- The rare earths industry down under has gained further approval from the Federal Government after ASX explorer Australian Vanadium netted a “major project status” approval today
- Major project status is initially granted for three years and will give special priority in helping the regional Western Australian project navigate government regulations and approvals
- Member of Parliament Karen Andrews and Minister for Resources of Northern Australia Senator Matthew Canavan gave the title to the project after recognising its ability in providing jobs and supporting the steel and battery industries
- Rare earths are used in the production of industrial strength magnets, batteries, electronic devices, renewable energy, electric cars and even fighter jets and submarines
The Australian Federal Government has hedged its bets on the importance of rare earths today, after granting special approval to one ASX company.
The Government granted the title of “major project status” to explorer Australian Vanadium.
According to a media release from the company, Government approval comes from the importance of vanadium in supporting the steel and battery markets for Australia.
The major project award, given to the company’s namesake Western Australia project, was granted by Member of Parliament Karen Andrews and the Minister for Resources of Northern Australia, Senator Matthew Canavan.
The award gives formal recognition to the project’s attribution to economic growth, employment, and support of regional Western Australia.
The status is valid for three years and gives special priority in navigating regulatory approval and Government legislation.
“Our Government sees the incredible economic potential these projects offer, not just for the regional areas where they’re located but for Australia more broadly,” MP Karen Andrews said.
“These products are rare and in high demand, and these projects will generate millions for our economy, create jobs in regional areas and bring important permanent infrastructure investment,” she said.
2019 seems to be the year of the rare earth. The important resource has drummed up global interest and looks to be just as, or even more, popular going into 2020.
The lineup of 17 elements is used in renewable energy, electronics, electric cars, industrial strength magnets, and even used in producing fighter jets and submarines.
Most recently in headlines, America’s Pentagon turned to Australia for a flow of the resources after the China trade bridge burning from President Donald Trump.
Trump’s trade war antics could leave America high and dry, since China supplied 80 per cent of America’s rare earths in 2017.
In fact, China is recognised to produce 85 per cent of the world’s rare earths at an estimated processing capacity of 220,000 tonnes.
America’s Pentagon looked towards Australia as its saving grace since our land down under is recognised as one of the only rivals to China’s rare earth powerhouse strengths.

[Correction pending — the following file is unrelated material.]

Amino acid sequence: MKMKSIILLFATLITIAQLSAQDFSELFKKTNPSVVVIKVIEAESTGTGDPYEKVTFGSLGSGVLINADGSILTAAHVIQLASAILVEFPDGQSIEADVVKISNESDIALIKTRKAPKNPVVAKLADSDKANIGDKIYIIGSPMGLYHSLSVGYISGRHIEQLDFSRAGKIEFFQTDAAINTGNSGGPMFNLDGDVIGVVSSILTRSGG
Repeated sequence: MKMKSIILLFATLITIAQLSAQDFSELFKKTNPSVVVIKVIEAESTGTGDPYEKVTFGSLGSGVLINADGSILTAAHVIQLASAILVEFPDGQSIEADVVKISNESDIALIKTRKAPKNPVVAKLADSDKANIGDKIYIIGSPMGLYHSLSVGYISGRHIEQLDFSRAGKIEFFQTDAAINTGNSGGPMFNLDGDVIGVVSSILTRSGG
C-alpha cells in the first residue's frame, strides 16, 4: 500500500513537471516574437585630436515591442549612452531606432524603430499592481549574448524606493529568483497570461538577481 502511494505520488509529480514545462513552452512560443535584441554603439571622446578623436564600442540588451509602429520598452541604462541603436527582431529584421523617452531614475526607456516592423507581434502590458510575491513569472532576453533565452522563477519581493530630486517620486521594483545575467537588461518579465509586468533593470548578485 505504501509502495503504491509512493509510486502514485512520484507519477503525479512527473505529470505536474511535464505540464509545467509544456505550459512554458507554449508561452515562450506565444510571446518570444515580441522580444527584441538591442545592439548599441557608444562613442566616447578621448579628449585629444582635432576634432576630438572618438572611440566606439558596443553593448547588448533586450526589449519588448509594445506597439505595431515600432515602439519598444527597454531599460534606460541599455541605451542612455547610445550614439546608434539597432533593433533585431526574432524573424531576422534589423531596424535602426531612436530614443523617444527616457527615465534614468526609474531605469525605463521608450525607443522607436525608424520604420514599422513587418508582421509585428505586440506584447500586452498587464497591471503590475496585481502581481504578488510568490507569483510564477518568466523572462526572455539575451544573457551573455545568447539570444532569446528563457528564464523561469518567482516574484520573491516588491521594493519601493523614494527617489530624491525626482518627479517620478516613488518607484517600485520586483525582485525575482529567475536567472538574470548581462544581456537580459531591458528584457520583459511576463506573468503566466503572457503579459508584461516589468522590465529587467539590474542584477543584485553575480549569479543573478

Rare earths in the production of military equipment and energy has also never been more important for Australia and America, as U.S. Secretary of Defence Mark Esper echoed the need to control the Indo-Pacific this year.
As Australia keeps getting its name plastered around the globe as the Southern Hemisphere poster-boy for rare earths, our government is starting to wake up.
“Vanadium is on the critical minerals list for Australia and the US, which means there is a market there for this globally significant resource,” Minister Matthew Canavan said.
“This project will have a significant impact on the Western Australian economy, especially the Meekatharra region with the creation of around 400 direct construction jobs and a further 200 ongoing jobs,” he said.
The Australian Vanadium Project not only holds vanadium but also titanium and iron. The work site is located 43 kilometres south of Meekatharra, or 740 kilometres north-east of Perth.
“Formal recognition of the importance of The Australian Vanadium Project to Australia by the Federal Government demonstrates support and gives overseas investors comfort when considering investment in the Project, which is already located in Tier 1 global mining destination,” Australian Vanadium Managing Director Vincent Algar said.
“AVL [Australian Vanadium] has already defined a vanadium project of significant size and economic potential, and official endorsement by the Australian Government for Major Project Status recognises this,” he said.
The mine site is evaluated to hold 183.6 million tonnes of 0.76 per cent graded vanadium. The project is made up of 11 tenements over 260 square kilometres — wholly owned by the company.
“Assistance with the approval process which is currently underway by AVL will be most welcome,” Vincent added.
“We are delighted to join the select group of projects awarded Major Project Status and thank the Ministers for valuing the project as we do,” he said.
Share prices in Australian Vanadium on the ASX are trading 17.4 per cent higher. Shares opened at 1.1 cents apiece and climbed to 1.4 cents each.
The company’s market cap is currently valued at $21.71 million.